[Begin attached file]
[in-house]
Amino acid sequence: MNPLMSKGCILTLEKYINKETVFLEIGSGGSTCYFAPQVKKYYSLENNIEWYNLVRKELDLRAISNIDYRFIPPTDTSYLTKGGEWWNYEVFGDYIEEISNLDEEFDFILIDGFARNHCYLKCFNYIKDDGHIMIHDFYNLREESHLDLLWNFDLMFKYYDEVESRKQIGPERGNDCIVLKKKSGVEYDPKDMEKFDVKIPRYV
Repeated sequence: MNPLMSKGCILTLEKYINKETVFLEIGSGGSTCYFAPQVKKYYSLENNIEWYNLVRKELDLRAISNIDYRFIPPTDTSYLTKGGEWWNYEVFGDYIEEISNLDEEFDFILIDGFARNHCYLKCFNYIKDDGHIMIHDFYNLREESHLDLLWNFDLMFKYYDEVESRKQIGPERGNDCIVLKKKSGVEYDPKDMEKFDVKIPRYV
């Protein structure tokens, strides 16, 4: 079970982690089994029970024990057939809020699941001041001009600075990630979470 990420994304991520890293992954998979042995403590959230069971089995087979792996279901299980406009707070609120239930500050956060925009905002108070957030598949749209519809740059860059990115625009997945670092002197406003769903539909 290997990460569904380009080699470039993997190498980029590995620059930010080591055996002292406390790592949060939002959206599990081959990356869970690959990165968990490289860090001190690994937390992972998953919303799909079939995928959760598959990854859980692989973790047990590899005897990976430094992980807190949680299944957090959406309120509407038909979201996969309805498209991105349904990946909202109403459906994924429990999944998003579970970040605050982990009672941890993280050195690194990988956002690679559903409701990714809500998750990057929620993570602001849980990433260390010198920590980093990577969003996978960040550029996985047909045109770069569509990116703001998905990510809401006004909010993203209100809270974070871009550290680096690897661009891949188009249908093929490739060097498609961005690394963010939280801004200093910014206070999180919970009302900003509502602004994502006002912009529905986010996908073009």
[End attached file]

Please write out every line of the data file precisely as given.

[in-house]
Amino acid sequence: MNPLMSKGCILTLEKYINKETVFLEIGSGGSTCYFAPQVKKYYSLENNIEWYNLVRKELDLRAISNIDYRFIPPTDTSYLTKGGEWWNYEVFGDYIEEISNLDEEFDFILIDGFARNHCYLKCFNYIKDDGHIMIHDFYNLREESHLDLLWNFDLMFKYYDEVESRKQIGPERGNDCIVLKKKSGVEYDPKDMEKFDVKIPRYV
Repeated sequence: MNPLMSKGCILTLEKYINKETVFLEIGSGGSTCYFAPQVKKYYSLENNIEWYNLVRKELDLRAISNIDYRFIPPTDTSYLTKGGEWWNYEVFGDYIEEISNLDEEFDFILIDGFARNHCYLKCFNYIKDDGHIMIHDFYNLREESHLDLLWNFDLMFKYYDEVESRKQIGPERGNDCIVLKKKSGVEYDPKDMEKFDVKIPRYV
């Protein structure tokens, strides 16, 4: 079970982690089994029970024990057939809020699941001041001009600075990630979470 990420994304991520890293992954998979042995403590959230069971089995087979792996279901299980406009707070609120239930500050956060925009905002108070957030598949749209519809740059860059990115625009997945670092002197406003769903539909 290997990460569904380009080699470039993997190498980029590995620059930010080591055996002292406390790592949060939002959206599990081959990356869970690959990165968990490289860090001190690994937390992972998953919303799909079939995928959760598959990854859980692989973790047990590899005897990976430094992980807190949680299944957090959406309120509407038909979201996969309805498209991105349904990946909202109403459906994924429990999944998003579970970040605050982990009672941890993280050195690194990988956002690679559903409701990714809500998750990057929620993570602001849980990433260390010198920590980093990577969003996978960040550029996985047909045109770069569509990116703001998905990510809401006004909010993203209100809270974070871009550290680096690897661009891949188009249908093929490739060097498609961005690394963010939280801004200093910014206070999180919970009302900003509502602004994502006002912009529905986010996908073009």